“Biogas is now going the same way [than biodiesel]. Provide the money to do the right thing and if you're not careful it will be used to do the wrong thing.
Part of the problem is that there's not enough money on offer to make the conversion of waste alone economically viable. That's because the yields of gas are often quite low. For example, slurry from cattle and pigs produces only 15 to 25 cubic metres (m3) of biogas per tonne of material. Purpose-grown crops are much more productive. Grass silage produces 160-200m3 per tonne, while silage made from maize (which in the US is called corn) generates 200-220m3, and potatoes 280-400m3.
Economic modelling commissioned by the government tested eight different mixes with which farmers could feed an anaerobic digester, to try to work out which were profitable. All of them included grass, wheat, maize or potatoes, and in some cases the models specified a higher tonnage of these specially grown crops than the waste the digesters are supposed to process. As maize has both a high yield per hectare and a high yield of biogas per tonne, it has become what the farming press calls the biogas "core crop". There could scarcely be a better formula for subverting everything biogas is supposed to achieve.
(...) If you want to know where we might be heading, take a look at Germany. Two years ago Der Spiegel reported:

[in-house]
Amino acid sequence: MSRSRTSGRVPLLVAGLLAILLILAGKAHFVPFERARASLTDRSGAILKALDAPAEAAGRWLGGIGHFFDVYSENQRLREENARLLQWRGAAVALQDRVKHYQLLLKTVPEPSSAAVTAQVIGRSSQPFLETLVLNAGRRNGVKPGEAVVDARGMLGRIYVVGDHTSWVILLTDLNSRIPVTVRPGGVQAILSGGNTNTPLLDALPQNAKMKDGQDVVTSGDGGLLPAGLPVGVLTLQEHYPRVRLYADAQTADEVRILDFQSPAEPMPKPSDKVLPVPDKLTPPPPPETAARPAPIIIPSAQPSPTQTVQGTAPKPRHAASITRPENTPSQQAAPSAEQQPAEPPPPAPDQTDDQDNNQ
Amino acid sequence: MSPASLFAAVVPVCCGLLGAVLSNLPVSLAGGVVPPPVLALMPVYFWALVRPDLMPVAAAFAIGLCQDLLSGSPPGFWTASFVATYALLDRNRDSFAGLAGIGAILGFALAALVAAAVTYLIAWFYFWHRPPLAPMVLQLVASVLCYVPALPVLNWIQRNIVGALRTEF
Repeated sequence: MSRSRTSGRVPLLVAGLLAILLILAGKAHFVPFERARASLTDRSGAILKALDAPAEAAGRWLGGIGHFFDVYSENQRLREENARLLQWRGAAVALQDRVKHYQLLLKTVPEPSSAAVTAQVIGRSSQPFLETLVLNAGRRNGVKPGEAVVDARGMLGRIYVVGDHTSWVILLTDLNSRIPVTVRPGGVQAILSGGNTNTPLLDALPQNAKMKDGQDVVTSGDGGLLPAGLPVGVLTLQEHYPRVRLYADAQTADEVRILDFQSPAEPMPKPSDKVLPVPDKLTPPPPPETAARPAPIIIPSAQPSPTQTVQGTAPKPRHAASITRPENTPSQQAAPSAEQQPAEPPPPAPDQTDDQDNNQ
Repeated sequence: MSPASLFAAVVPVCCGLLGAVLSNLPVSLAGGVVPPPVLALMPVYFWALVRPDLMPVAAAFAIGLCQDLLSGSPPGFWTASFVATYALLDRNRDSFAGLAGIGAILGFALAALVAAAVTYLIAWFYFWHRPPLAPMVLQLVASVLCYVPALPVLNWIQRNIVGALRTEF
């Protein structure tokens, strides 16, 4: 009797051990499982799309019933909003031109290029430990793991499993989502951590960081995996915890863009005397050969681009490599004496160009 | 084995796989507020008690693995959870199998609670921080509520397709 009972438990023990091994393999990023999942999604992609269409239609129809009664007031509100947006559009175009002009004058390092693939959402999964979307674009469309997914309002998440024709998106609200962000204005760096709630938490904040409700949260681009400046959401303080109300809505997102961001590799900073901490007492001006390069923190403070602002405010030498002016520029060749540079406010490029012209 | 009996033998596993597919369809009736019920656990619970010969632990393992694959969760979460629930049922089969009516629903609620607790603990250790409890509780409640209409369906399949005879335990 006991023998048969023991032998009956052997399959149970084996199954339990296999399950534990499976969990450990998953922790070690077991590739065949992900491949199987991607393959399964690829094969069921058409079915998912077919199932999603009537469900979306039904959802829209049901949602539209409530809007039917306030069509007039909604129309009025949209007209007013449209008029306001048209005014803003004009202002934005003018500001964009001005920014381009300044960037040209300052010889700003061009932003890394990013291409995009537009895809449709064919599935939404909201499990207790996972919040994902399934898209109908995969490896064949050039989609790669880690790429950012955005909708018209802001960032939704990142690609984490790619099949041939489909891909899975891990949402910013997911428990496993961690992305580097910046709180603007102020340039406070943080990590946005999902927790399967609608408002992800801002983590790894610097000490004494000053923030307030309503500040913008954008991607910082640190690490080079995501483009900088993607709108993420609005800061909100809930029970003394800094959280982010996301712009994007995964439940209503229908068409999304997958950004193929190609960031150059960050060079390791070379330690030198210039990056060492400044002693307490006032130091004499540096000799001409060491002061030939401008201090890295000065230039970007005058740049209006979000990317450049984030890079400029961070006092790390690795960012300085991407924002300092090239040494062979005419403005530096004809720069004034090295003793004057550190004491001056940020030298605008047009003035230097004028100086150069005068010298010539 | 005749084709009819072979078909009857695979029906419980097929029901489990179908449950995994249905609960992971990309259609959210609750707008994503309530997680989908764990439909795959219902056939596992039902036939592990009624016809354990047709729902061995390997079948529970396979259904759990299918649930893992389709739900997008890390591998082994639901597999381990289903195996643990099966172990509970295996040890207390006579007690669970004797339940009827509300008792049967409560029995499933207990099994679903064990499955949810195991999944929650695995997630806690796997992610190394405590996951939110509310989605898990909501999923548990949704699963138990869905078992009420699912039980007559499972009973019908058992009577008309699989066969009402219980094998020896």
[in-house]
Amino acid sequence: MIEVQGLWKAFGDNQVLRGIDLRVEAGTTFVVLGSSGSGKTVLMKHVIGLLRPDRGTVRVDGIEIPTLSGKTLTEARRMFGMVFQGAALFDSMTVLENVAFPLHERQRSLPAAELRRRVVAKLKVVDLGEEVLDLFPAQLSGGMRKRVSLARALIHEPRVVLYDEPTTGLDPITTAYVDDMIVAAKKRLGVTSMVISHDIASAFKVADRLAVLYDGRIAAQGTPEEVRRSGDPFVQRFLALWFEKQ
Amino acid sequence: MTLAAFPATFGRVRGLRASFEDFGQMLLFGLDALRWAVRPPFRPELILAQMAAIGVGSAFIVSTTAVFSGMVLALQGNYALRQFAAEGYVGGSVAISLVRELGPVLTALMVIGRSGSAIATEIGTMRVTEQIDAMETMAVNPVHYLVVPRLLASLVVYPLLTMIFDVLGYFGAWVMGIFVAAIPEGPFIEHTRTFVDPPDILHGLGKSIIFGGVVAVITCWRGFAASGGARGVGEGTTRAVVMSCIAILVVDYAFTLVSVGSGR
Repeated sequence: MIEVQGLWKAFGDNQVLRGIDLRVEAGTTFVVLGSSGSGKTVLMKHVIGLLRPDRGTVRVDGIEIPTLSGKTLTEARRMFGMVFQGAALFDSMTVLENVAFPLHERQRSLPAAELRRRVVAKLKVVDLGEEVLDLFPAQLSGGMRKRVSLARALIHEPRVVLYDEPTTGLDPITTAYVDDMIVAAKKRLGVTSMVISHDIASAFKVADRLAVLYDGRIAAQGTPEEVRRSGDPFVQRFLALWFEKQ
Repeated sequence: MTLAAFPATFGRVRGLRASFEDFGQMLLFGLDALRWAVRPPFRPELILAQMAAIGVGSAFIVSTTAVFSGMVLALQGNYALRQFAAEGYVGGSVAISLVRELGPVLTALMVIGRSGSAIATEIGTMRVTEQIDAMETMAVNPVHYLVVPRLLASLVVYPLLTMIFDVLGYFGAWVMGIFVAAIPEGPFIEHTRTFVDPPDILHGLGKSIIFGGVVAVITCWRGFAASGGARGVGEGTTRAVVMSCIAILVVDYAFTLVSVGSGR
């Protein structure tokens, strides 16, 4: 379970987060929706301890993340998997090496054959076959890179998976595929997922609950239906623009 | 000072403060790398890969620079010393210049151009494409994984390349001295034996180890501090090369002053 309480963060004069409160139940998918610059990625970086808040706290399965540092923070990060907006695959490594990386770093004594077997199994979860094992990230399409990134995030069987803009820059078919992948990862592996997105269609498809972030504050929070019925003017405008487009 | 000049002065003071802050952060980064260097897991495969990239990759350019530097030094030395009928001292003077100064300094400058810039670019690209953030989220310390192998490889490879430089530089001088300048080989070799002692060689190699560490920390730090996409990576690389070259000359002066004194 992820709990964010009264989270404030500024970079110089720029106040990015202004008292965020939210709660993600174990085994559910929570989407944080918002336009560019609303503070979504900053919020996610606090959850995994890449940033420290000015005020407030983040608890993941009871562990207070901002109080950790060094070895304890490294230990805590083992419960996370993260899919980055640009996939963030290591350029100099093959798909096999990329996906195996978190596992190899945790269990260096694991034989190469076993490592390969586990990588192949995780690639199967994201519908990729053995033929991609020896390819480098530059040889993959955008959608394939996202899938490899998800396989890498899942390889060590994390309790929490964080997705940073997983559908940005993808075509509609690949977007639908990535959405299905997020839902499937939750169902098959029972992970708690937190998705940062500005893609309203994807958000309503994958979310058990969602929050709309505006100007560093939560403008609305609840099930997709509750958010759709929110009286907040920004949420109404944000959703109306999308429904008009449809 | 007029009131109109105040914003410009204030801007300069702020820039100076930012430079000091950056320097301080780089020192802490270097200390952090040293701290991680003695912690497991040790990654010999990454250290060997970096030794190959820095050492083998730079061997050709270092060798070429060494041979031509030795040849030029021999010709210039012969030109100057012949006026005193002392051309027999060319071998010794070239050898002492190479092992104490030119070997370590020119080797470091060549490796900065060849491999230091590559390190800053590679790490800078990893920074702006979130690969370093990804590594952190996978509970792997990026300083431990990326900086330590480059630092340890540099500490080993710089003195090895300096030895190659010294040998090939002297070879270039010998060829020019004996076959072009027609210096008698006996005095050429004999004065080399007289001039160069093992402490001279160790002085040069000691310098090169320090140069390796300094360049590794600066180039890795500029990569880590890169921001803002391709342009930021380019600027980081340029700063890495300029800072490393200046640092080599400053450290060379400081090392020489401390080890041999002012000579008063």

"Subsidies for the biogas industry have led to entire regions of the country being covered by the crop … Plans called for transforming Germany into a bio-wonderland by peppering it with numerous small eco-power plants. What resulted was a revolution in the fields, a subsidised gold rush – and an ecological disaster. Corn [maize] is now being grown on 810,000 hectares in Germany."
As a result, "for the first time in 25 years, Germany couldn't produce enough grain to meet its own needs."
(...) In other words, it's the biodiesel story, all over again. Because the anaerobic digestion of waste food and slurry makes sense, I don't want to see a biogas moratorium imposed. But I would like to see a ban on the use of all purpose-grown feedstocks. To make biogas viable, this ban would have to be accompanied by an increase in the subsidies available for converting waste. Yes, that means extra expense, but it's got to be a better deal than trashing the food supply, the soil, the rivers and our living rooms – all in the name of protecting the planet.” From How a false solution to climate change is damaging the natural world by George Monbiot, The Guardian, March 14, 2014